Below are links to stories of general interest in relation to aviation and airports.
New study indicates non-CO2 impacts of aviation are twice as large as the CO2 alone
A new study trying to elucidate the various non-CO2 impacts of aviation has been published. There is very complicated science about the positive radiative forcing (ie. extra impact on increasing global temperature) of the water vapour, NOx and other gases, and particles emitted from jet engines at altitude. This study concludes that the non-CO2 impacts of "aviation emissions are currently warming the climate at approximately three times the rate of that associated with aviation CO2 emissions alone." They have looked in detail at the various effects and interactions. There are numerous non-CO2 impacts, some of which cause more radiation to be reflected back out to space, and some cause heat to be trapped, warming the earth. These effects include the contrails, ice cloud changes, sulphate and soot particles from jet engines, water vapour from jet engines, NOx emissions and production of ozone. The effects of contrails and extra cloud formation are perhaps easier to study, and more research is needed on the impacts of soot and sulphate particles. The confirmation of the large contribution to warming, from the non-CO2 impacts of aviation is important. The climate impact of aviation, including non-CO2 effects, has to be fully taken into account in how the sector fits into the UK's climate targets, and reaching "net zero". Currently the DfT ignores non-CO2 impacts, though the CCC has recommended that they should be included.
Heathrow has lost £1 billion since start of March, is cutting staff pay, and could cut 1,200 jobs
Heathrow says that it has lost £1 billion since the start of March, due to the Covid pandemic. There could be 1,200 Heathrow jobs lost. The airport served a formal notice to staff yesterday, triggering a 45-day consultation period over compulsory job losses. The airport and unions have failed to agree to a deal over the future of its frontline workforce after months of talks. Heathrow is proposing salary cuts of between 15-20% for some affected staff, with a phased reduction in salaries over 2 years. A voluntary redundancy scheme has been offered. The airport claims there might be few compulsorily redundancies, but only if the unions agree a deal. About 4,700 frontline staff are affected, including engineers, security and airside operations. Heathrow has already lost 450 out of 1,000 head-office managerial staff. The airport had indicated previously that as many as a quarter of staff could be made redundant, so up to 1,200 jobs may go. Heathrow said its proposals "guarantee a job" for anyone who wants to remain with the business. The Unite union is not happy with the airport's offers. Gatwick is losing about 600 jobs, a quarter of its workforce.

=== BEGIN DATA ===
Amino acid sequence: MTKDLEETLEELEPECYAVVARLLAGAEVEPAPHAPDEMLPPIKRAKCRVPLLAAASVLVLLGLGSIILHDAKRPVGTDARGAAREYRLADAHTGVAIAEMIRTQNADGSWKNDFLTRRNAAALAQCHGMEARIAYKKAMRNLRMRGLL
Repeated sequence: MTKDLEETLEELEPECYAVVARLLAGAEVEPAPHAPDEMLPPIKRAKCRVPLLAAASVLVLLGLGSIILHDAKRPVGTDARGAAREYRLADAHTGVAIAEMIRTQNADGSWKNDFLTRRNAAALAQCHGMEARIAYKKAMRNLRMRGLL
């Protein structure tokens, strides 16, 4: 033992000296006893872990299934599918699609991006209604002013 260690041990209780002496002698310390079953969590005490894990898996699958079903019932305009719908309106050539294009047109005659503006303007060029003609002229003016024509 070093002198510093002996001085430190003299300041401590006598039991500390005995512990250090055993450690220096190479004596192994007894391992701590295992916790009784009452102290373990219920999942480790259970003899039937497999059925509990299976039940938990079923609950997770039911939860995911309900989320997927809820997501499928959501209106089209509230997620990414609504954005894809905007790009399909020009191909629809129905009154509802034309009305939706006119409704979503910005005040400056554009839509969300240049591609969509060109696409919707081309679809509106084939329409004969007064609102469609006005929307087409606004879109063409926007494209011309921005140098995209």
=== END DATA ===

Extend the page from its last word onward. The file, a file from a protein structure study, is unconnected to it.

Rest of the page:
Draft Climate and Ecological Emergency Bill calls for international aviation to be fully included in the UK’s Net Zero target
The proposed Climate and Ecological Emergency Bill (CEE bill) which is to be tabled as a private member's bill by Caroline Lucas MP on 2nd September, would see international aviation, shipping, and consumption included properly within the UK's 2050 net zero target. These are necessary in closing the gaps in the UK's Climate Change Act (CCA), where they have been excluded in the past. The CEE bill has support from the minority parties and Labour, as well as scientists, business figures and Extinction Rebellion. Currently when the UK claims its carbon emissions have fallen, the drop is largely from switching electricity generation from coal to gas, and the arrival of more renewables. Over recent decades, carbon emissions embodied in imports have grown, as have carbon emissions from international aviation and shipping. But those are not considered under the CCA. The CEE Bill proposes legislation to address the biodiversity crisis, by placing a stronger legal requirement for the government to protect and restore forests, soils, and ecosystems so then can provider a natural means of absorbing CO2. Despite Covid, bold government action is needed in the UK, now, especially before the postponed COP26 meeting in November 2021 in Glasgow.
Protest by opponents of Southampton airport, against the “madness” of its expansion plans
Opponents of expansion of Southampton airport took part in a protest on Saturday 29th, as did many other groups at airports across the UK. The group say the airport should not be expanding, at a time of climate crisis, and the impact would be a needless increase in carbon emissions, from the extra flights using the airport. They said 1. The economic case does not stack up, in jobs, house prices or health impacts. 2. The noise impacts of expansion, with many more local people negatively affected. 3. More air pollution will affect local health and mortality rates, from an increase (the airport's own figures) of 272% in NOx emissions. 4. No figures have been provided for ultrafine particles, which could be even worse than NOx for human health. 5. The expansion will contribute to climate change and a ‘carbon-neutral’ airport is a myth; the expansion would roughly double current carbon emissions, and the airport is only looking to offset the relatively small ground emissions, not those from flights.
Bristol Airport Action Network crowdfunding to challenge airport’s appeal against North Somerset Council rejection
BAAN (Bristol Airport Action Network) Committee Coordinators are crowdfunding, to raise £6,000 for their attempt to challenge the airport's appeal against the refusal, by North Somerset Council, of its expansion plans. BAAN says: the airport's plans "would mean an extra 23,600 flights and two million passengers a year (as well as an extra 10,000 car movements a day). They would also mean a further million tonnes of carbon to be emitted a year at this time of climate and ecological emergency. Our position is that this airport expansion (and others that are planned) is not legally compliant with the Climate Change Act, The Paris Agreement and the Government's commitment to be carbon neutral by 2050 and MUST BE STOPPED." They are doing all they can to stop the expansion. BAAN say: "We have been given a very favourable fee quote from a specialist planning barrister and are talking to a number of top experts who are likely to give their time pro-bono or at much reduced rates to represent us at the appeal. We are also being helped by Greenpeace and other environmental organisations." Donations would be greatly appreciated.